DHAKA: To her supporters, she remains Bangladesh’s “Daughter of Democracy”. But by forging ahead with a one-party election, opponents say Sheikh Hasina has killed off political pluralism in the fledgling nation.
The 66-year-old premier, daughter of the nation’s founder, is certain to win a new five-year term when Bangladesh held its 10th election yesterday without any of her opponents standing.
By pushing on with the polls despite widespread pressure, Hasina has shown the iron will which helped her survive assassination attempts and the trauma of her family’s massacre by disgruntled army officers.
She has also served time in prison under an army-backed government on murder and graft charges that were ultimately dropped. But having risked her life to ensure the restoration of democracy in the 1980s and when arch rival Khaleda Zia tried to rig a 1996 election, Hasina now stands accused of overseeing a sham contest.
The election comes after a second term as premier defined by her decision to launch trials against the powerful Islamist opposition over crimes committed during the 1971 independence war.
The Islamists were allied with the regime in Islamabad during the conflict which saw the then East Pakistan break away after a nine-month war.
Her opponents also branded the war crimes trials as a farce, saying they were a politically motivated exercise designed to silence her opponents.
The 18 Islamists who are either still on trial or have been convicted include several senior figures in Jamaat-e-Islami, the country’s largest Islamist party which Hasina has banned.
Two were members of the Bangladesh Nationalist Party, the main opposition.
Instead of healing the wounds of war, the trials have triggered mass protests and clashes.
She showed similar resolve in rejecting opposition demands to stand aside and let a neutral caretaker government to oversee the election.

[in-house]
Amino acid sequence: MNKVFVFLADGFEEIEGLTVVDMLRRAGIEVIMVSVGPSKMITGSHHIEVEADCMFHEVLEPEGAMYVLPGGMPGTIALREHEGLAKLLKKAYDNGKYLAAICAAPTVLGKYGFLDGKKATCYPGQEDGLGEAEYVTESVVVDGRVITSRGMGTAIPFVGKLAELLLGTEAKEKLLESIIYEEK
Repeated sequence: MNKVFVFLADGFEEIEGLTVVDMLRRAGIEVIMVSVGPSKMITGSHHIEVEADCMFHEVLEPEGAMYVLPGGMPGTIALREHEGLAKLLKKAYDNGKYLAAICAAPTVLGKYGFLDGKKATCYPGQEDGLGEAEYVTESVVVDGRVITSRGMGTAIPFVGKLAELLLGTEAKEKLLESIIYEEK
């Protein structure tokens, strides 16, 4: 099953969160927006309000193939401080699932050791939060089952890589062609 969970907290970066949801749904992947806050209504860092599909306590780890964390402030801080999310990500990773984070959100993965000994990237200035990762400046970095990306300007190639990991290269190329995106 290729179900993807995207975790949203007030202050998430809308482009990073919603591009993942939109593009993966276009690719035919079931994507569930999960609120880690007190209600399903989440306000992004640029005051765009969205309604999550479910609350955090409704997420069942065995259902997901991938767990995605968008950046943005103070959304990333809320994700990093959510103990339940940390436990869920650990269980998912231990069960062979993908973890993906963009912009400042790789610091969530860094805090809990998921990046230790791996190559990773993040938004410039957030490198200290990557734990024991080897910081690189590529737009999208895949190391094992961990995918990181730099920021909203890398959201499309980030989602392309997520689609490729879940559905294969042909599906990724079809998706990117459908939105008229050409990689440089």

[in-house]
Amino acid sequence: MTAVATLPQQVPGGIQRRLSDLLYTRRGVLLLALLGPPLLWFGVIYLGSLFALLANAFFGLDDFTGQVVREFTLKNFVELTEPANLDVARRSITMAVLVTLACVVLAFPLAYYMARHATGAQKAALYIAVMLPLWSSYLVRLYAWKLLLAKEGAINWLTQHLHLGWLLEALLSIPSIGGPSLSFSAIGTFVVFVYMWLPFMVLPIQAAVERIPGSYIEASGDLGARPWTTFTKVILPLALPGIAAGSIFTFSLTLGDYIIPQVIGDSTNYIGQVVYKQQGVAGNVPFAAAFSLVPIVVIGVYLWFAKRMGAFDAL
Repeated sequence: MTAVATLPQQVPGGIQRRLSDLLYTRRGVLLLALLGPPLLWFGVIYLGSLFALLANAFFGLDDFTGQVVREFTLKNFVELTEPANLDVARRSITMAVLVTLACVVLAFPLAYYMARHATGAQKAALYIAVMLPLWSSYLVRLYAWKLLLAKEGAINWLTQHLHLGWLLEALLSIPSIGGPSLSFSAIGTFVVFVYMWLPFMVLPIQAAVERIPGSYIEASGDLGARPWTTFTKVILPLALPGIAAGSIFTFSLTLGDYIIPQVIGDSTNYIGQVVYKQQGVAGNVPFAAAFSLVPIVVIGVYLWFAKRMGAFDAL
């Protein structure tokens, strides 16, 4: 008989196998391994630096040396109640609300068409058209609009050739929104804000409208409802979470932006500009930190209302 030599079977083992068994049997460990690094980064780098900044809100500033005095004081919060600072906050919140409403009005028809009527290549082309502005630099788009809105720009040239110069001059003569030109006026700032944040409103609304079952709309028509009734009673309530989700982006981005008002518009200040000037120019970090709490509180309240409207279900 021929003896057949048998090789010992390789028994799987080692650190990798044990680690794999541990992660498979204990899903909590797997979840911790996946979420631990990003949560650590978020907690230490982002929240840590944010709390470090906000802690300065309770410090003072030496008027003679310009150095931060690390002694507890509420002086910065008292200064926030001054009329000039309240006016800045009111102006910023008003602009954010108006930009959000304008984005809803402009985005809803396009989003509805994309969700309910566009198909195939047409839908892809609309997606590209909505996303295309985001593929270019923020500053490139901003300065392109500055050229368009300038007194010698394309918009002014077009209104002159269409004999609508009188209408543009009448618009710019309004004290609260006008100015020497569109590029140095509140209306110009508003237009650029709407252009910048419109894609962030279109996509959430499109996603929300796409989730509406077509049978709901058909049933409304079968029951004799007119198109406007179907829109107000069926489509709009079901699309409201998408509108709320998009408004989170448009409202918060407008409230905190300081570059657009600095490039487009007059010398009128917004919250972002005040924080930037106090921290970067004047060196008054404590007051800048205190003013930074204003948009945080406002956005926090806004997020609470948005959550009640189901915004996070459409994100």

Ironically it was Hasina who forced Zia to introduce the caretaker system after the BNP rigged a 1996 election win.
She was at the vanguard of protests at that time which forced her nemesis to step down less than two months later and allow a caretaker regime to organise new polls which Hasina won.
But in 2011, Hasina forced through a constitutional amendment which scrapped the caretaker system in favour of an interim government which she would go on to head.
“Her decision to remove the election time caretaker government provisions from the constitution must surely be one of the most reckless and thoughtless in the country’s recent history,” political commentator David Bergman wrote in his blog.
During her first term, she struggled to emerge from the shadow of her father, the assassinated president Sheikh Mujibur Rahman.
Rahman led Bangladesh in its liberation struggle against Pakistan, which was triggered by Islambad’s refusal to recognise the Awami League’s 1970 election win.
But he sullied his democratic credentials in 1975 when he introduced a one-party system after a massive slide in his popularity.
Hasina and her sister were abroad on August 15, 1975, when a group of renegade officers opened fire at the family’s Dhaka home, wiping out the president, his wife and three sons.
She returned from exile in India in 1981 to take over as Awami League leader, beginning a long struggle to restore democracy.
In 1990, she joined forces with Zia’s BNP to help oust dictator Hussain Muhammad Ershad.
But their alliance soon soured and their enmity has been played out on the streets for the last two decades.
In Aug 2004, she survived an attempt on her life at a rally in a grenade attack she said was orchestrated by Zia’s son.
More than 20 people died and she suffered hearing loss from which she has never recovered.
The two women, known as the “Battling Begums”, were jailed in 2007 as part of a corruption crackdown by a military government which had taken power in a coup.
They were both freed to take part in the December 2008 polls, which Hasina won by a landslide.—AFP